By Amy Tan
One of the best books I've ever read is The Hundred Secret Senses by Amy Tan, although I read that one in my much-younger years. I saw this, more recent, novel by Tan and decided to pick it up. With such an intriguing name, Saving Fish from Drowning would surely be a book as good as Senses, right? In the end, I decided that my primary assessment was incorrect.
To summarize, Saving Fish from Drowning is about a large group of friends who travel together to Burma (Myanmar). They travel without an important member, Bibi Chen, who planned the trip in the first place but mysteriously died prior to departure (although she is there in spirit as she is the narrator of the story).
The book follows the travelers on some interesting (and some not-so-interesting) adventures, until they are eventually kidnapped by an oppressed tribe who refer to themselves as “The Lord’s Army”.
It was at about this point in the book that I realized that this was not merely an “escape from real life” story book. No. It was, instead, a political commentary on an oppressive regime, which (I’m assuming) is likely still a problem in that particular region. I hate stuff like that. From that point on, I just sort of went through the motions of finishing the book. I’m sorry, but I typically read to escape; not to find out more about the horrible things that horrible governments and horrible religions do to people in this world. If I wanted to read that kind of stuff I would stick with non-fiction. Or watch Fox News.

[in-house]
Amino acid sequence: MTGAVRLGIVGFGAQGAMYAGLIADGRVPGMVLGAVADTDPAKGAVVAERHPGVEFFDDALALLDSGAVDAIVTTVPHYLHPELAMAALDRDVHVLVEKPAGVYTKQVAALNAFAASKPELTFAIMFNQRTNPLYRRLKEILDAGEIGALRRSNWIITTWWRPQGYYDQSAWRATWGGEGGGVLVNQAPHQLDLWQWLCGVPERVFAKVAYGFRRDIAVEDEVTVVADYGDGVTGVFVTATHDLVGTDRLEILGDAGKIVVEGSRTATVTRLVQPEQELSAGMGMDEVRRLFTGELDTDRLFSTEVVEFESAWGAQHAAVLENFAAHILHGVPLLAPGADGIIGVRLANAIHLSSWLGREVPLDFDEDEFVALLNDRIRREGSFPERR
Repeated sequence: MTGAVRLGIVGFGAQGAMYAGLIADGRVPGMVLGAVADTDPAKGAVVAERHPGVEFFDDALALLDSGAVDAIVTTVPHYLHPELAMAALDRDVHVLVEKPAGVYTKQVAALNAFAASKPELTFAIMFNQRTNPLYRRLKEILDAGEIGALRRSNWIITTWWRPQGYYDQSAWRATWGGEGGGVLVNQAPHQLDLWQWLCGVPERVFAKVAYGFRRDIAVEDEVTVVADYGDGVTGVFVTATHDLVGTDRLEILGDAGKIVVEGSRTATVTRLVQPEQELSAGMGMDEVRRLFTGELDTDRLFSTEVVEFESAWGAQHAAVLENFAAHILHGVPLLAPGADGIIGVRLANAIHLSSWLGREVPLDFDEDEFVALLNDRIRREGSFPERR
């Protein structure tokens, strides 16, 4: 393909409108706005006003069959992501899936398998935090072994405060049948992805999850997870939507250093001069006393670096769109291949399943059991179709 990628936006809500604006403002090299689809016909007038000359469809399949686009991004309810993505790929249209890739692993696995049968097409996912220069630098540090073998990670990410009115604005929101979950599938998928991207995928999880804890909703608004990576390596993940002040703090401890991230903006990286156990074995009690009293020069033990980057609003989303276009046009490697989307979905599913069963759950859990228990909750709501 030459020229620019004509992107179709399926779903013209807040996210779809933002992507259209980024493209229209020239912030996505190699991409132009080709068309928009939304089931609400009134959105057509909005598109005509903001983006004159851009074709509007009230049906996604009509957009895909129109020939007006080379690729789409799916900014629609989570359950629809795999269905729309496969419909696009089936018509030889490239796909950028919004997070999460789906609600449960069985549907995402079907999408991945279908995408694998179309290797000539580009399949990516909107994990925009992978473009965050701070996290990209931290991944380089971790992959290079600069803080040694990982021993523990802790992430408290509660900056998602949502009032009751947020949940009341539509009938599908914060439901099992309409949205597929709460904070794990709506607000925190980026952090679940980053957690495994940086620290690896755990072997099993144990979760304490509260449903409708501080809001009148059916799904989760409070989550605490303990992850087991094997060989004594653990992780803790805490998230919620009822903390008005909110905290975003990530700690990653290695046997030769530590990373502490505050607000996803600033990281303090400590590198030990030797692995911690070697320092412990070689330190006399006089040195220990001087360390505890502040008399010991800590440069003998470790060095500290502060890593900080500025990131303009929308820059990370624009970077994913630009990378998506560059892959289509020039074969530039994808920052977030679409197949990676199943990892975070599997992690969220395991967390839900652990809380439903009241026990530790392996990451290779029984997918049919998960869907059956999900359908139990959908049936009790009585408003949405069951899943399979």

It’s not that I want to stick my head in the sand and never know anything that’s going on; it’s just a survival mechanism, I suppose. To survive, I have to think about the good things in life instead of suffocating in the bad.
Anyway, so I did eventually finish the book and realize the intent of the book title. The “moral of the story”, if you will, seemed to be that even though us “westerners” go into these types of areas to try to help the oppressed people, it just ends up making things worse for them (at least that seemed to be the author’s take on things—that we think we are “saving” them, but instead we are “drowning” them).
I disagreed with the premise and only found some of the story interesting. I also thought the whole “mysterious death of Bibi Chen” thing (that really didn’t have anything to do with anything other than to create a narrator for the story), was a weird distraction. Not one I would recommend.
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